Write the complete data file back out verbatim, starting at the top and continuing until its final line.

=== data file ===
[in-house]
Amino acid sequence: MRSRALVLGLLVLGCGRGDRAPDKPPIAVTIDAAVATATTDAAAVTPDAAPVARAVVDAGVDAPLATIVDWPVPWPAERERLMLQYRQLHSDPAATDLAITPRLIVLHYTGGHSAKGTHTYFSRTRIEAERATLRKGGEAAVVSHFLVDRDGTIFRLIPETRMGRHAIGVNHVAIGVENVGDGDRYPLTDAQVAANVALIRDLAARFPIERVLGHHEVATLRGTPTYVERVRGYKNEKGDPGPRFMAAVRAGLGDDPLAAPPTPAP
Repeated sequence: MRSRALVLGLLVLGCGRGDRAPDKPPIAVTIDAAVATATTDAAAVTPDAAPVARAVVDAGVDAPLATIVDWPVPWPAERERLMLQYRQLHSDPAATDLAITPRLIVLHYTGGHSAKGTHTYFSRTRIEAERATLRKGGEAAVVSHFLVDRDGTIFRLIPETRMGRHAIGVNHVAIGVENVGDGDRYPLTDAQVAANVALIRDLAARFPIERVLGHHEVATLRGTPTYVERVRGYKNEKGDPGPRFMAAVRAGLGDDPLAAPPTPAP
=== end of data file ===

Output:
[in-house]
Amino acid sequence: MRSRALVLGLLVLGCGRGDRAPDKPPIAVTIDAAVATATTDAAAVTPDAAPVARAVVDAGVDAPLATIVDWPVPWPAERERLMLQYRQLHSDPAATDLAITPRLIVLHYTGGHSAKGTHTYFSRTRIEAERATLRKGGEAAVVSHFLVDRDGTIFRLIPETRMGRHAIGVNHVAIGVENVGDGDRYPLTDAQVAANVALIRDLAARFPIERVLGHHEVATLRGTPTYVERVRGYKNEKGDPGPRFMAAVRAGLGDDPLAAPPTPAP
Repeated sequence: MRSRALVLGLLVLGCGRGDRAPDKPPIAVTIDAAVATATTDAAAVTPDAAPVARAVVDAGVDAPLATIVDWPVPWPAERERLMLQYRQLHSDPAATDLAITPRLIVLHYTGGHSAKGTHTYFSRTRIEAERATLRKGGEAAVVSHFLVDRDGTIFRLIPETRMGRHAIGVNHVAIGVENVGDGDRYPLTDAQVAANVALIRDLAARFPIERVLGHHEVATLRGTPTYVERVRGYKNEKGDPGPRFMAAVRAGLGDDPLAAPPTPAP